The Mobile Register reports that Rep. Artur Davis, D-Ala., is mulling a 2008 challenge to GOP Sen. Jeff Sessions. “ ‘I’ve had individuals talk to me about that possibility,’ Davis, the only black member of Alabama’s congressional delegation, said in a phone interview Wednesday. ‘What I will do is make an assessment of whether I think a race will be viable.’ In a state that has no black statewide officeholders, political handicappers offered varying odds on Davis’ chances if he gets into the race. But his surprise announcement furnished quick evidence of a reshaped political landscape — even in a Republican-leaning state like Alabama.”

Political Trivia

    Rep. Tom Latham, R-Iowa, pegs his interest in politics to a trip he took in 1990 as a member of a farm delegation that visited Russia and Poland. Latham says he was appalled at the primitive agricultural methods and machinery, which he blamed on the totalitarian governments that he says not only mismanaged the economy but “destroyed individual freedom and dignity.” (Source: CQ Politics in America 2006) More info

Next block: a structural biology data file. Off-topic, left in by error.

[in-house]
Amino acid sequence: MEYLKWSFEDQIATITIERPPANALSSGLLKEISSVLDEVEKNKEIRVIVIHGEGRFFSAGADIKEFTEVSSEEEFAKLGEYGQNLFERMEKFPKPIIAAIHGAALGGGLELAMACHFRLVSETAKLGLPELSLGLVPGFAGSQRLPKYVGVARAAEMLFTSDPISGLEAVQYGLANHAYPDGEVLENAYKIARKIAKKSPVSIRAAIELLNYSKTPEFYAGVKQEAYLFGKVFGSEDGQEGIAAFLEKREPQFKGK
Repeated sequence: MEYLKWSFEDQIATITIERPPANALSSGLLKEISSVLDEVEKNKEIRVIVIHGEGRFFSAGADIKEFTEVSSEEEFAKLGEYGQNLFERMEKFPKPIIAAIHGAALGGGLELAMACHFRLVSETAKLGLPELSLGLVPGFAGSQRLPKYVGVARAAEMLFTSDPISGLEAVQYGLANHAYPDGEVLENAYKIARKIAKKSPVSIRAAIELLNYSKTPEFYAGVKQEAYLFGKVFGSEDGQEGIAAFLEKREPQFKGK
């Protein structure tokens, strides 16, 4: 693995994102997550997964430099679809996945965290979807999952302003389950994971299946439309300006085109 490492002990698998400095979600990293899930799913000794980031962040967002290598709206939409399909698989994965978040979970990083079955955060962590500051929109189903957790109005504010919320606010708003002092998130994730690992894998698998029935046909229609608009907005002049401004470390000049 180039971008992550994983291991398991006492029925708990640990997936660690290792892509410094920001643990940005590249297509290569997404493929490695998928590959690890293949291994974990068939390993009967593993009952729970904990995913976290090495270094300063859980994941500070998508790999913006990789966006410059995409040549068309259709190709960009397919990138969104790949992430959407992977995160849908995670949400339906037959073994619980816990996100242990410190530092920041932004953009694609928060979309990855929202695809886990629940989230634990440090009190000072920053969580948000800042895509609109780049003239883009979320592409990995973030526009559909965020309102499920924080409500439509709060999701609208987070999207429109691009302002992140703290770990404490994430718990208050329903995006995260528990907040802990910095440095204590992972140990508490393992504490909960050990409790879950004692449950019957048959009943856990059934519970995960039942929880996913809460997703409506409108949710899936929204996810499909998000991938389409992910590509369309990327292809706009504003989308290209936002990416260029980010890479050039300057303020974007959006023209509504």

Today in Washington
House
Meets in pro forma session; reconvenes Nov. 13.
Senate
Reconvenes for introduction of bills only; returns to work Nov. 13.
The President
Breakfasts with bicameral GOP leadership; presents the 2006 National Medals of Arts and the National Humanities Medals; meets with the Cabinet and makes remarks to the press; lunches with House leaders Nancy Pelosi, D-Calif., and Steny H. Hoyer, D-Md.; meets with Mexican President-elect Felipe Calderon.
In Washington
The American Veterans Center kicks off its three-day ninth annual conference, featuring speakers devoted to each era from World War II through today; wreath-laying ceremonies at the World War II, Korea and Vietnam War memorials; and evening receptions.
Today on Governing.com
State and local government news from CQ’s sister publication
CALIFORNIA — Bonds' OK Starts Scramble for Billions
TEXAS — Open-Meetings Law Upheld
VIRGINIA/VIRGINIA BEACH — State, City Sue to Keep Navy Jets
NEW YORK CITY — Budget to List Sponsors of Pet Project
CQ Products
CQ Legislative Impact: How New Bills Affect Current Law
Using an enhanced version of our Bill Text product and integrating it with our new Public Law Text and U.S. Code services, CQ Legislative Impact shows you the connections between pending bills and current law more accurately — and faster — than ever before.